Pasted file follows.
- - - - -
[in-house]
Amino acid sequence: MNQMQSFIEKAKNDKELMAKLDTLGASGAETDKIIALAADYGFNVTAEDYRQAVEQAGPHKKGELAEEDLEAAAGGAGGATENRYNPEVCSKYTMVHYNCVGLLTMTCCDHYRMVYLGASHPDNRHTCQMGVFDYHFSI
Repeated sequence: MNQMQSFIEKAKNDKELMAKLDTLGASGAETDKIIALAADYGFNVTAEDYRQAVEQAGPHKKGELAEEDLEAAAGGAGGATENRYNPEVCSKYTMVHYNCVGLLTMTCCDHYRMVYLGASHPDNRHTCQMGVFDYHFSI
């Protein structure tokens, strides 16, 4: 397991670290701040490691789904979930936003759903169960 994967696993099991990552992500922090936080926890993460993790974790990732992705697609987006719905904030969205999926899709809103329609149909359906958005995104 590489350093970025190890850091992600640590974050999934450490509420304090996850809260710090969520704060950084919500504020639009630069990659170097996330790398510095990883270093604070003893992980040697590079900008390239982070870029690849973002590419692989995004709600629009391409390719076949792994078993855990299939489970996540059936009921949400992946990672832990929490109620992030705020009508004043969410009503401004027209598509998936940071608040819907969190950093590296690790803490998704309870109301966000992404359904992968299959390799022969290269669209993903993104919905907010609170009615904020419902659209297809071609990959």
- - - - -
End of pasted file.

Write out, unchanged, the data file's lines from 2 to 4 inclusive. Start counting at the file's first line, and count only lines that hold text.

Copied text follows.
Amino acid sequence: MNQMQSFIEKAKNDKELMAKLDTLGASGAETDKIIALAADYGFNVTAEDYRQAVEQAGPHKKGELAEEDLEAAAGGAGGATENRYNPEVCSKYTMVHYNCVGLLTMTCCDHYRMVYLGASHPDNRHTCQMGVFDYHFSI
Repeated sequence: MNQMQSFIEKAKNDKELMAKLDTLGASGAETDKIIALAADYGFNVTAEDYRQAVEQAGPHKKGELAEEDLEAAAGGAGGATENRYNPEVCSKYTMVHYNCVGLLTMTCCDHYRMVYLGASHPDNRHTCQMGVFDYHFSI
């Protein structure tokens, strides 16, 4: 397991670290701040490691789904979930936003759903169960 994967696993099991990552992500922090936080926890993460993790974790990732992705697609987006719905904030969205999926899709809103329609149909359906958005995104 590489350093970025190890850091992600640590974050999934450490509420304090996850809260710090969520704060950084919500504020639009630069990659170097996330790398510095990883270093604070003893992980040697590079900008390239982070870029690849973002590419692989995004709600629009391409390719076949792994078993855990299939489970996540059936009921949400992946990672832990929490109620992030705020009508004043969410009503401004027209598509998936940071608040819907969190950093590296690790803490998704309870109301966000992404359904992968299959390799022969290269669209993903993104919905907010609170009615904020419902659209297809071609990959």